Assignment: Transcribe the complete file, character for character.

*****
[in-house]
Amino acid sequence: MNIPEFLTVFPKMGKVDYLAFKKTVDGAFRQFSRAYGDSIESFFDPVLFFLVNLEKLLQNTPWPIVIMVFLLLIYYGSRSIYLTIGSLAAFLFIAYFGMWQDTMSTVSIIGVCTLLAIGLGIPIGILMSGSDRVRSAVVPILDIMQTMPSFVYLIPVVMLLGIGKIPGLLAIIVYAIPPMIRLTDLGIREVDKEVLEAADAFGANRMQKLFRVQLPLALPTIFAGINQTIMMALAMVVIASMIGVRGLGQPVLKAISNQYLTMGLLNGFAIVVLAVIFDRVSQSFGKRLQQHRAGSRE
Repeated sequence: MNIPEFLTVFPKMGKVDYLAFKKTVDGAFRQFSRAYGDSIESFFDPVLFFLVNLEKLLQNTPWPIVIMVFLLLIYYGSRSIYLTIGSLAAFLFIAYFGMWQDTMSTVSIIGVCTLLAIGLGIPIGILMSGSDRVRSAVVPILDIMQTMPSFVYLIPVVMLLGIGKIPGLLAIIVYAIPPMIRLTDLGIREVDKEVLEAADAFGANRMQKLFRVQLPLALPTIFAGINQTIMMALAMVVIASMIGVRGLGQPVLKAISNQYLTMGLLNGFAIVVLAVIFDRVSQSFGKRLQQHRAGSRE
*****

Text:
[in-house]
Amino acid sequence: MNIPEFLTVFPKMGKVDYLAFKKTVDGAFRQFSRAYGDSIESFFDPVLFFLVNLEKLLQNTPWPIVIMVFLLLIYYGSRSIYLTIGSLAAFLFIAYFGMWQDTMSTVSIIGVCTLLAIGLGIPIGILMSGSDRVRSAVVPILDIMQTMPSFVYLIPVVMLLGIGKIPGLLAIIVYAIPPMIRLTDLGIREVDKEVLEAADAFGANRMQKLFRVQLPLALPTIFAGINQTIMMALAMVVIASMIGVRGLGQPVLKAISNQYLTMGLLNGFAIVVLAVIFDRVSQSFGKRLQQHRAGSRE
Repeated sequence: MNIPEFLTVFPKMGKVDYLAFKKTVDGAFRQFSRAYGDSIESFFDPVLFFLVNLEKLLQNTPWPIVIMVFLLLIYYGSRSIYLTIGSLAAFLFIAYFGMWQDTMSTVSIIGVCTLLAIGLGIPIGILMSGSDRVRSAVVPILDIMQTMPSFVYLIPVVMLLGIGKIPGLLAIIVYAIPPMIRLTDLGIREVDKEVLEAADAFGANRMQKLFRVQLPLALPTIFAGINQTIMMALAMVVIASMIGVRGLGQPVLKAISNQYLTMGLLNGFAIVVLAVIFDRVSQSFGKRLQQHRAGSRE